Close to half of the workforce has cared for an aging parent or in-law within the last five years. Forty-four percent of those workers have provided care for more than one person in that time period.
These eye-opening statistics come from a recent study conducted by The Families and Work Institute (FWI) in conjunction with The Center for American Progress, the Alzheimer’s Association’s Forum in Washington, D.C., and The Shriver Report: A Woman’s Nation Takes on Alzheimer’s. The Shriver Report reveals that ”of the 54.2 million working caregivers in the United States, almost two-thirds report having to go to work late, leave early or take time off to provide care.”
So it’s not surprising that nearly half of all caregivers report high emotional and physical stress. Other significant findings from the study include:
- Working men and women are equally likely to be family caregivers.
- Twenty-four percent of women in the workforce and twenty-five percent of men expect to care for aging parents or in-laws in the coming five years.
- Nearly one in five of those care givers will be caring for someone with Alzheimer’s or dementia.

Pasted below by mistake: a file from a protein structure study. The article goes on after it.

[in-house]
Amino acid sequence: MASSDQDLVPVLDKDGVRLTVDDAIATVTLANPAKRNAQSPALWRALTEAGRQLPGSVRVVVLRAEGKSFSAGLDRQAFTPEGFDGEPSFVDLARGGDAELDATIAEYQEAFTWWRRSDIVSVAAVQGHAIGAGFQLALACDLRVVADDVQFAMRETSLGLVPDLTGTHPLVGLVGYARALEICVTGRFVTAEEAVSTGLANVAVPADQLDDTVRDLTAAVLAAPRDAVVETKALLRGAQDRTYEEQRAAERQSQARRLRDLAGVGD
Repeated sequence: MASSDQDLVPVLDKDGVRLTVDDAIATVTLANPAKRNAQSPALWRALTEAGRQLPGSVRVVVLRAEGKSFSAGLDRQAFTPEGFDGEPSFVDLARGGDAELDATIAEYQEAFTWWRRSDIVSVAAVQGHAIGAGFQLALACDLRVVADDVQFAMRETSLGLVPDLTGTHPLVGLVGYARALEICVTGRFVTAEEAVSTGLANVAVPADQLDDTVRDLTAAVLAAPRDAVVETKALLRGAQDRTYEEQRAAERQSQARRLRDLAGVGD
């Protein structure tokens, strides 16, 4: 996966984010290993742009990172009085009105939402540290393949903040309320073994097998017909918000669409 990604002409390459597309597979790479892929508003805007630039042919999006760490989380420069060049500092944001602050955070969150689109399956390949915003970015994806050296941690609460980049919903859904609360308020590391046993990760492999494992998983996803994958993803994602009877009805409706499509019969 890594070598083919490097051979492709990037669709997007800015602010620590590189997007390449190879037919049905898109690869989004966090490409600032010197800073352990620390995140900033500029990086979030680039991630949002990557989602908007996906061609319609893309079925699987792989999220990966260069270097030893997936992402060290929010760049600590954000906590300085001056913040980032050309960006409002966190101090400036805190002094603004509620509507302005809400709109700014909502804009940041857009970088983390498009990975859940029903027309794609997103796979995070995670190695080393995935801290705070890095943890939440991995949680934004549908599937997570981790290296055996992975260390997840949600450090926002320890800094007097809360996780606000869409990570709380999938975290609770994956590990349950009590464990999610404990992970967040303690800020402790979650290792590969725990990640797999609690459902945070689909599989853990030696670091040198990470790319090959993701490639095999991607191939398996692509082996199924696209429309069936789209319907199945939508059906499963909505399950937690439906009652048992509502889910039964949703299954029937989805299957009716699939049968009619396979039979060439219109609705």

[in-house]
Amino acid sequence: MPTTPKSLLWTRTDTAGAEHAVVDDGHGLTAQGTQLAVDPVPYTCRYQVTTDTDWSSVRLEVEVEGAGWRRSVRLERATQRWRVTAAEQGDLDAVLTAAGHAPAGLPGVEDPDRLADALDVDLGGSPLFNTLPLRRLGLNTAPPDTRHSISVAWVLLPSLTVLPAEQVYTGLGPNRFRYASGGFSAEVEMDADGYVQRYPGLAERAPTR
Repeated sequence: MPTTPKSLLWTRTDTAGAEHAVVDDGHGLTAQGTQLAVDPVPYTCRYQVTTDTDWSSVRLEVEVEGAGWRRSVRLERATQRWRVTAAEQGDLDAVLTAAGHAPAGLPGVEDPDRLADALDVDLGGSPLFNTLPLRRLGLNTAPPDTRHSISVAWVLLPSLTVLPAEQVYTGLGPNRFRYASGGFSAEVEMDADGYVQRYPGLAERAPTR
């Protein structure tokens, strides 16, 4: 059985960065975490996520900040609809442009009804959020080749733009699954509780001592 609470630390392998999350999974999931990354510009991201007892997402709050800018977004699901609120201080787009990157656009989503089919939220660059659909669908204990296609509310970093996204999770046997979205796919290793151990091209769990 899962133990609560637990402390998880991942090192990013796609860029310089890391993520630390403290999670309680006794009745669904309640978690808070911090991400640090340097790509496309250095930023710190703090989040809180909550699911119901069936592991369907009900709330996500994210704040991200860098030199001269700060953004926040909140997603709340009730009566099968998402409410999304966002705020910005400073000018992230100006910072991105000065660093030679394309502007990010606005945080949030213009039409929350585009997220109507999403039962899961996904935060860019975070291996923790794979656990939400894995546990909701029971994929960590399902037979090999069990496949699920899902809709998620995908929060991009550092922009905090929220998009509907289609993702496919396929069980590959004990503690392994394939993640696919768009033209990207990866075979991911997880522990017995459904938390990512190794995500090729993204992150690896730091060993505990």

How can employers help with elder care responsibilities?
The study found that family caregivers’ top wishes for the ways in which employers could better support them include:
- Greater flexibility
- More options for managing time
- Time off for elder care, especially paid time off without having to use up vacation time
- More understanding of their situation from management
For the Atlanta based law firm of Alston & Bird, providing elder care assistance to employees is an essential part of the firm’s commitment to work/life balance.
“The importance of providing the best work/life solutions for employees was made clear more than fifteen years ago when child care rose to the top of the list of concerns,” says Alston & Bird Work/Life Coordinator, Nicole Dever. More recently, as the baby boomer generation is aging, elder care concerns are now at the forefront.
“Our approach is to recognize four key areas for each individual: work, family, community and self. We develop and enhance benefits following those four paths,” says Dever. ”We’ve had a resource and referral program in place for many years that addressed long-term elder care needs, but we were thrilled with the opportunity to provide a short-term, back-up care solution. The Bright Horizons Back-Up Care Advantage Program (BUCA) provides our employees with peace of mind knowing their loved ones are being cared for while they are at work.”
In addition to the BUCA program, Alston & Bird provides employees the opportunity to participate in a confidential monthly support group facilitated by an elder care specialist. ’The group is for any employee dealing with a difficult situation including the loss of a loved one or caring for sick and elderly family members,? says Dever.
Click here to read more of Nicole Dever’s interview.